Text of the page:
Beirut to invite U.S. envoy for talks over maritime spat with Israel

Beirut to invite U.S. envoy for talks over maritime spat with Israel

London-based Energean’s drill ship begins drilling at the Karish natural gas field offshore Israel in the east Mediterranean May 9, 2022. REUTERS/Ari Rabinovitch


Summary Companies Lebanon, Israel at odds over offshore field

Israel says Lebanese claims ‘very far from reality’

BEIRUT/JERUSALEM, June 6 (Reuters) – Lebanon said on Monday it would invite a U.S. mediator to Beirut for negotiations over a disputed maritime boundary with Israel to prevent any escalation, after accusing Israel of encroaching on contested waters.

Israel said the dispute was a civilian issue to be resolved diplomatically with U.S. mediation, dismissing the Lebanese accusation as “very far from reality”.

The issue flared up on Sunday when a vessel operated by London-based Energean (ENOG.L) arrived off the coast to develop a gas field which Israel says is part of its exclusive economic zone but which Lebanon says falls within the contested waters.

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Lebanon’s president and caretaker prime minister agreed to invite U.S. mediator Amos Hochstein to discuss “completing the negotiations to demarcate the southern maritime border and to work on concluding the issue as fast as possible to prevent any escalation that would not serve the state of stability in the region”, caretaker Prime Minister Najib Mikati said on his Twitter feed.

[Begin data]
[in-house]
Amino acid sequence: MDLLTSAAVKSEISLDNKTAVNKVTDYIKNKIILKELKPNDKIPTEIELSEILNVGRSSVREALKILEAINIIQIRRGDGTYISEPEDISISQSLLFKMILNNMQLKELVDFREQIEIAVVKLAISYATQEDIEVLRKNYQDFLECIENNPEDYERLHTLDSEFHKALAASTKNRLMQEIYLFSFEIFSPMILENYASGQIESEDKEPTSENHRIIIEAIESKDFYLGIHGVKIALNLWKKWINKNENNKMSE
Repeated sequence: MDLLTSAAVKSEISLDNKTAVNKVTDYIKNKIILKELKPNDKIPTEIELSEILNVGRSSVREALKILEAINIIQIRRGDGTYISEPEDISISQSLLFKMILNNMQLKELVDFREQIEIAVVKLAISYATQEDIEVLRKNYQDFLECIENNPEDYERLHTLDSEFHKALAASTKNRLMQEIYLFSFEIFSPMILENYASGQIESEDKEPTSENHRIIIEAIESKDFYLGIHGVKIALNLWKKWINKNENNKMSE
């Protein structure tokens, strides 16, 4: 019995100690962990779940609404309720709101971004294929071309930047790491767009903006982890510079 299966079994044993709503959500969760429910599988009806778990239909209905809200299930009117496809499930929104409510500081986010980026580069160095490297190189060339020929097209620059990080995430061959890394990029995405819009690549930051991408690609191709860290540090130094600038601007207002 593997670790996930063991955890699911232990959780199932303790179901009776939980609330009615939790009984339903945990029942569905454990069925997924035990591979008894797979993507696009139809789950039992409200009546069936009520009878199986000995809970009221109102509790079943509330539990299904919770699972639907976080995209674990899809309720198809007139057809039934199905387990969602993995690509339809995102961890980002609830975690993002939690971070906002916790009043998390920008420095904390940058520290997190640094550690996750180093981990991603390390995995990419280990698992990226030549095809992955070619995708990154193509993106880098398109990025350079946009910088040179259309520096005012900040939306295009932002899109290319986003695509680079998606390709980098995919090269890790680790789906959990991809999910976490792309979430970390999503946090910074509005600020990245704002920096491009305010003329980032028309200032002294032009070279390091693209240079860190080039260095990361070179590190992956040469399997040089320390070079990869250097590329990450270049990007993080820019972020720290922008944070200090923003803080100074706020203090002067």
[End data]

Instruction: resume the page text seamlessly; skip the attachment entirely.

He said Lebanon would contact major powers and the United Nations to affirm its position, confirming that any Israeli drilling or exploration in the disputed area would be “a provocation and an act of aggression” that threatens peace and security.

The United States began mediating indirect talks in 2020 on the issue. Lebanon has yet to respond to an undisclosed proposal by the U.S. envoy Hochstein earlier this year.

“Everything to do with the dispute will be resolved in the framework of negotiations between us and Lebanon, mediated by the United States,” Israeli Defence Minister Benny Gantz said in televised remarks.

Energean said its floating production storage and offloading vessel arrived on Sunday at the Karish field, about 80 km (50 miles) west of the city of Haifa. It said it plans to bring it online in the third quarter.

In a statement on Sunday, the Lebanese presidency said Lebanon had sent a letter to the United Nations stating that Karish falls within the disputed area.

Israeli Energy Minister Karine Elharrar told Tel Aviv radio 103 FM there was “unequivocally no” encroachment by Israel.

Lebanon is home to the heavily armed, Iran-backed Hezbollah group, which has previously warned Israel against drilling in the disputed area until the issue is resolved.

Hezbollah is ready to take action “including force” against Israeli gas operations in disputed waters once the Lebanese government adopts a clearer policy, its deputy leader Sheikh Naim Qassem told Reuters on Monday. read more

Asked about the prospect of escalation, Israel’s Elharrar said: “We are not there at all. Really, such is the disconnect (between rhetoric and reality) that I do not believe they would take action.”

But she added: “Israel is making preparations (and) I recommend that no one try to surprise Israel.”

There has been no immediate U.S. comment.

Last year, Beirut expanded its claim in the disputed zone by around 1,400 square km (540 square miles).

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Reporting by Dan Williams and Ari Rabinovitch in Jerusalem; Lina Najem in Beirut; Writing by Dan Williams and Tom Perry; editing by Jason Neely and Alison Williams

Our Standards: The Thomson Reuters Trust Principles.

Desk Team

Desk Team